UNITED STATESV. GUNNING.
any meaning can be given to the later clause, and that effect can be given to all parts of the section. No collections of antiquity could be exempt when "imported specially and not for sale," if all collections, under all circumstances, were already exempt. Upon any other con· struction it would appear that congress, after exempting all antiqui. ties, had proceeded in the same section of a law to revoke what it had already declared, by exempting them only upon specified' condi. tions. The limitation or exception is in the nature of a proviso, con· cerning which it is affirmed that when it is· repugnant to the main body of the act, the proviso shall stand and be held a repeal of the purview, as it speaks the last intention of the makers. Sedg. St. Law, 62. As the articles in suit were not exempt from duty, it is unnecessary to consider whether, if they had been exempt, an intent to defraud the United States could not be predicated upon a false statement made by the importer with inteut to mislead the oustoms officers, and whioh might lead them to forego any examination of the property, or to assert the right to a duty in a do.ubtful case. The judgment is reversed.
UNITED STATES V. GUNNING
S. D. New York.
PATENTS FOR INVENTIONS-WHEN OBTAINED THROUGH FRAUD-RIGHT OF ERNMENT TO VACATE.
There is no distinction between letters patent for an invention and for land, as regards the rights and remedies for vacating them, when obtained by fraud. The right is the same as that which a state has to annul the charter of a cor. poratIOn created by its legislature If obtained. by fraud.
The appropriate remedy in behalf of the United States, when a patent for an invention has been obtained by fraud, is by a bill in equity.
Ohas. W. Seymour, for Gunning. A. J. Todd, of counsel. Louis O. Raege'l1er, Special Asst. Atty., for the United States.
WALLACE, J. This bill is filed to vacate letters patent for an invention granted to the defendants, September 26, 1882, upon the ground of fraud and false suggestion, the allegations being that the . applicant induced the grant by his statements in his application that he believed himself to be the inventor of the patented subject, and did not know or believe it had been in public use or On sale in the United States for more than two years prior to hie, application, whereas both of these statements were false to his knowledge. The defendants have demurred, and in support of the demurrer urge that the United States cannot maintain a suit in equity to vacate letters patent for an invention, although the grant was obtained by fraud. It is insisted in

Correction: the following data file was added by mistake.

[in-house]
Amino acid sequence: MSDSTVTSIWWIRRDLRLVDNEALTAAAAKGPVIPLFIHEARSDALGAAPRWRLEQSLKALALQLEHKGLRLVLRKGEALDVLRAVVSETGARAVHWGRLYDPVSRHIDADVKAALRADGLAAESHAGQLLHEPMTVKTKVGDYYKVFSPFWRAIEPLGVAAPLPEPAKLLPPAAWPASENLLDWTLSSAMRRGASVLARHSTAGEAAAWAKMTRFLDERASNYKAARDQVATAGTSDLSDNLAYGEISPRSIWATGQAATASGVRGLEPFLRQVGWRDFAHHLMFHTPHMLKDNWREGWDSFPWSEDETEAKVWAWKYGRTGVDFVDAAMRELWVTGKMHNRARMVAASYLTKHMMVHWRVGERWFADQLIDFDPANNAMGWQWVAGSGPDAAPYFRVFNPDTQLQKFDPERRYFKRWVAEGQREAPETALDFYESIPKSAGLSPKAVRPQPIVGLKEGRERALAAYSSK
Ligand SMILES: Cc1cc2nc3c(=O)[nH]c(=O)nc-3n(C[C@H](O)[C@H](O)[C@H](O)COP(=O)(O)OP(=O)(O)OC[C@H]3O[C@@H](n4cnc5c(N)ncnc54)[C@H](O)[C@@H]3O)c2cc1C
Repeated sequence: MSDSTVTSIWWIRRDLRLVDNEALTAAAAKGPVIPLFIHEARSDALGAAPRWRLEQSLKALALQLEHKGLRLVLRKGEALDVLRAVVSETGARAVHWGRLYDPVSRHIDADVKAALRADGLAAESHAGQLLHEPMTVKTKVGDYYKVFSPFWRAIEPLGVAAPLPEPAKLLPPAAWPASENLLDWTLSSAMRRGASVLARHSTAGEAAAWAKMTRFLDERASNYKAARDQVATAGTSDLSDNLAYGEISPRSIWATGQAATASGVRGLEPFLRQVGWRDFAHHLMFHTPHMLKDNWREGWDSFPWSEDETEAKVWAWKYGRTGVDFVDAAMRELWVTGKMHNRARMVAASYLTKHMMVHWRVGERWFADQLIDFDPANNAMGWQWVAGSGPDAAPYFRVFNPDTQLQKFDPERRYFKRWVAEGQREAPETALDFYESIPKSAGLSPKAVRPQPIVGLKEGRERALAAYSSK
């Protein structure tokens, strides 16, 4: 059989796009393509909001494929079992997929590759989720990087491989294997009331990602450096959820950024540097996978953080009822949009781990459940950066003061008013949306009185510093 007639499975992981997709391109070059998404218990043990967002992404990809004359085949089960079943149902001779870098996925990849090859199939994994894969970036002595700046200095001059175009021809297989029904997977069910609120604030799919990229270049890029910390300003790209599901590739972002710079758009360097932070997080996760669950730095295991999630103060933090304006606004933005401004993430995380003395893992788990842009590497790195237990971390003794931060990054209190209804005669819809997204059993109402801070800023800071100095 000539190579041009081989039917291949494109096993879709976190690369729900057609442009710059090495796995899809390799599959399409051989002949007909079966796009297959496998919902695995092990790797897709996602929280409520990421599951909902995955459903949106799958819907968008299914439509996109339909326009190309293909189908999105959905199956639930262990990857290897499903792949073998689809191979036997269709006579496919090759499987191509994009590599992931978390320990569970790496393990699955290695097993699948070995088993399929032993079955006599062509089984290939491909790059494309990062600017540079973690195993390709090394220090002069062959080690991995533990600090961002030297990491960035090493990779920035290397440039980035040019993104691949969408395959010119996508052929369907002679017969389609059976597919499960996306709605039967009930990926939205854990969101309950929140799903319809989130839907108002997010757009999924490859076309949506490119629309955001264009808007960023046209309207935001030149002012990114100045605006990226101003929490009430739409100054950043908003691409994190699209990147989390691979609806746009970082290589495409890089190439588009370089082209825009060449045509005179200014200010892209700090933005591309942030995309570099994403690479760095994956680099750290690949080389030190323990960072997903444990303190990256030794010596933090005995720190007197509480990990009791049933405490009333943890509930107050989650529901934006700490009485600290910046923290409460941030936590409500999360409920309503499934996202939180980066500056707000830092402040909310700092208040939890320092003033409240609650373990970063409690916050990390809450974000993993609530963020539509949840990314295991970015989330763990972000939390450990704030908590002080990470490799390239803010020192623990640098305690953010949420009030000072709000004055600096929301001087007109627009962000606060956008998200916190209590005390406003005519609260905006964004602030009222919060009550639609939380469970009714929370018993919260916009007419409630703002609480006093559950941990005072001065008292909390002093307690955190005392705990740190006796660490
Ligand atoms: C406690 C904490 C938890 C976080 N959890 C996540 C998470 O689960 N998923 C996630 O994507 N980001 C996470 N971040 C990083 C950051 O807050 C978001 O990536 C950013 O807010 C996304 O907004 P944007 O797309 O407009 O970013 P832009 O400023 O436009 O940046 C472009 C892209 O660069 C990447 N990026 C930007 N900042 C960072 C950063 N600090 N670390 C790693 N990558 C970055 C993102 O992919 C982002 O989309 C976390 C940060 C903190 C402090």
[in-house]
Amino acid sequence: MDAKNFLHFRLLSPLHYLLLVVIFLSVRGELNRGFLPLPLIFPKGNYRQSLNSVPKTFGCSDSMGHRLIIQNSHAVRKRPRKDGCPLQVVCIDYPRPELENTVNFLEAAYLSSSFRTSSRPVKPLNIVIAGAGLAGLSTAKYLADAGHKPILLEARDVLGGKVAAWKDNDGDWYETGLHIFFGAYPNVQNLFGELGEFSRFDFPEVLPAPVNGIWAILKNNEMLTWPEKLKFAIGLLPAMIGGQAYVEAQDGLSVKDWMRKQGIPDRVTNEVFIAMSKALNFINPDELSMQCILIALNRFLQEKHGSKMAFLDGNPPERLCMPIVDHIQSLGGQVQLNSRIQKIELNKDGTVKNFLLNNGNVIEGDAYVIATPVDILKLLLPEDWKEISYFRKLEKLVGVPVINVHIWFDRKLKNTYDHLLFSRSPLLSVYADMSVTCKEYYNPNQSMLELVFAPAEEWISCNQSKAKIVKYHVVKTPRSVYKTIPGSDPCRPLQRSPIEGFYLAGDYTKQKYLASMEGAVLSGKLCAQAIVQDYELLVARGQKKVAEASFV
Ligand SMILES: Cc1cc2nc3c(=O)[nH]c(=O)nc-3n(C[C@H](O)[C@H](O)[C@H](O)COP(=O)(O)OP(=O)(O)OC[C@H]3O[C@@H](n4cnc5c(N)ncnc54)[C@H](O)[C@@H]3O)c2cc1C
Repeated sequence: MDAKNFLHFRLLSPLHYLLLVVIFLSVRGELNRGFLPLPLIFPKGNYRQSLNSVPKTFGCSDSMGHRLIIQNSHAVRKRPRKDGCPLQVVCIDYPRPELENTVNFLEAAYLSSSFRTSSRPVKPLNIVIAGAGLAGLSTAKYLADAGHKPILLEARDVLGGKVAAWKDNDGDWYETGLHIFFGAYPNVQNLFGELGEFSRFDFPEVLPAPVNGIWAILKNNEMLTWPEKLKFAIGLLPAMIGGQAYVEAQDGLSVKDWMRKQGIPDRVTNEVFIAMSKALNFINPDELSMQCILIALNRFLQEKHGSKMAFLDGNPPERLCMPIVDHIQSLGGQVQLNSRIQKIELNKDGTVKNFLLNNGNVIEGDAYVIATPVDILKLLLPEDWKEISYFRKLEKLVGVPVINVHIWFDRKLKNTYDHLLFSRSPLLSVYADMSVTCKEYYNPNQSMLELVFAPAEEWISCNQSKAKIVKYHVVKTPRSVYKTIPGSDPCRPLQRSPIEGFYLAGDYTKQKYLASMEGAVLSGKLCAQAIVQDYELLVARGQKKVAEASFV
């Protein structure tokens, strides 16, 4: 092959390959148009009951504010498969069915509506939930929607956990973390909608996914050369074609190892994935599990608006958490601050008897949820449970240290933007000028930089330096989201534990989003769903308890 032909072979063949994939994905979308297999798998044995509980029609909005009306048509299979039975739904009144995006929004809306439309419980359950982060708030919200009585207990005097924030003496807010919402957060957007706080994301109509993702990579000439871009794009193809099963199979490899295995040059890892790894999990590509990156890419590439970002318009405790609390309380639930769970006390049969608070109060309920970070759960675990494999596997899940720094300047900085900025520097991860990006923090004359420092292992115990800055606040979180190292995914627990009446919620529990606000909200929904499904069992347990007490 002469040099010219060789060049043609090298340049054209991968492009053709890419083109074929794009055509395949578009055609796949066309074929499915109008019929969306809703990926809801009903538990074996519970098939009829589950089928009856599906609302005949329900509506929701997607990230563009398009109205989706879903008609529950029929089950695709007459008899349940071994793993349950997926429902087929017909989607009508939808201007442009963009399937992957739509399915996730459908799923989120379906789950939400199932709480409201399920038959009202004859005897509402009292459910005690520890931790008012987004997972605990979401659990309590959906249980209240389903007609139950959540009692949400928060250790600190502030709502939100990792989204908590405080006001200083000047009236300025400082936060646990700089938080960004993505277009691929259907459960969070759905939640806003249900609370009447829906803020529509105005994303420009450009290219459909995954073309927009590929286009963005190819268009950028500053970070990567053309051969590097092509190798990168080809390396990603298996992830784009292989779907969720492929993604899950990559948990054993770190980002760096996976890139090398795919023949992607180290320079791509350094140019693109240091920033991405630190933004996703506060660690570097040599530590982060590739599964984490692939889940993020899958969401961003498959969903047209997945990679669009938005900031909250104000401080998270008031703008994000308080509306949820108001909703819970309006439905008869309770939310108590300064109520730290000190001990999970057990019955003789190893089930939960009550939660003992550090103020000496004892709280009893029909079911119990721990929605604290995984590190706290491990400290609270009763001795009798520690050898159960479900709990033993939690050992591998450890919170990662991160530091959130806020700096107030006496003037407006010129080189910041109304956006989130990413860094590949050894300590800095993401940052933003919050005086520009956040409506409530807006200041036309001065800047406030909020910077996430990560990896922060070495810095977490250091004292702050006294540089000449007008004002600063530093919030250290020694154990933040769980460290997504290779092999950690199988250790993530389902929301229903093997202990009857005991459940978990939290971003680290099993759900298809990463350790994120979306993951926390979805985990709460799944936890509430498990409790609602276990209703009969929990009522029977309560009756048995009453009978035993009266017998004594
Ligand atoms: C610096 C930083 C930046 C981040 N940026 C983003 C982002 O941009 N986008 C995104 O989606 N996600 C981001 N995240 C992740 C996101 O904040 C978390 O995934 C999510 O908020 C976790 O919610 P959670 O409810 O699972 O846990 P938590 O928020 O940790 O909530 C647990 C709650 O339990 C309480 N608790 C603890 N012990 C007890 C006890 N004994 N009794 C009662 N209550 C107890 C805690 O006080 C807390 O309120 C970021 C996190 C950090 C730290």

their behalf that there is no statutory provision which permits such t suit, and in the absence of statutory authority no such suit can bt maintained. Notwithstanding the expression of opinion of Judge SHEPLEY in Atty. Gen. v. Rumford Chemical Works, 2 Bann. & A. 298, in favor of the defendants' position, it is believed there is no Bound reason why a bill will not lie in such a case as well as where the subject of the grant is land, or is a franchise or right of a different kind. learned judge laid much stress upon the consideration that in issuing letters patent for. inventions, nothing is granted which belonged before to the United States, and the rights and remedies of the parties to such grants are dependent solely on the statute enactmenl,s, and do not grow out of any previous ownership of the subject of the grant; and it was his view that in such a case express authority for proceedings to annul the grant must be conferred, in orde» to sanction them. The same reasoning would preclude a stat& from procedings to annul the charter of a corporation created by its legislature if obtained through fraud. Yet it is a familiar principle that grants of corporate franchises obtained through fraud practiced upon the legislature are void when the state elects to seD them aside by a judicial rescission. Mor. Priv. Corp. 148. He also refers to the provisions of the patent acts of 1790 and 1793, which authorized proceedings for the repeal of patents obtained surreptitiously or by false suggestion, as indicating that congress deemed it necessary that authority for proceedings to repeal letters patent obtained through fraud should be conferred by statute. These provisions, however, permitted such proceedings to be taken by any person who chose to complain,-a right which did not and does not exist unless expressly conferred. A bill in equity lies to set aside letters patent obtained by fraud, but only between the sovereignty making the grant and the grantee. Field v. Seabury, 19 How. 323. No inference can be justly drawn, therefore, from these provisions that congress deemed it requisite to confer express authority upon the United States to maintain such a suit, nor from the absence of such provisions in the existing laws that congress intended to withhold such authority. In Mowry v. Whitney, 14 Wall. 434, Mr. Justice MILLER, in delivering the opinion of the court, assumed without question that there is no distinction between letters patent for an invention and for land, as regards the rights and remedies for vacating them when obtained by fraud, and that a bill in equity is an appropriate remedy in behalf of the United States when a patent for an invention has been obtained by fraud. Although the precise point decided was that the owner of a conflicting patent could not maintain a suit in his own name to vacate an interfering patent obtained fraudulently, that conclusion was influenced mainly by the consideration that the government was the appropriate party to assert the remedy and seek the relief. The demurrer is overruled.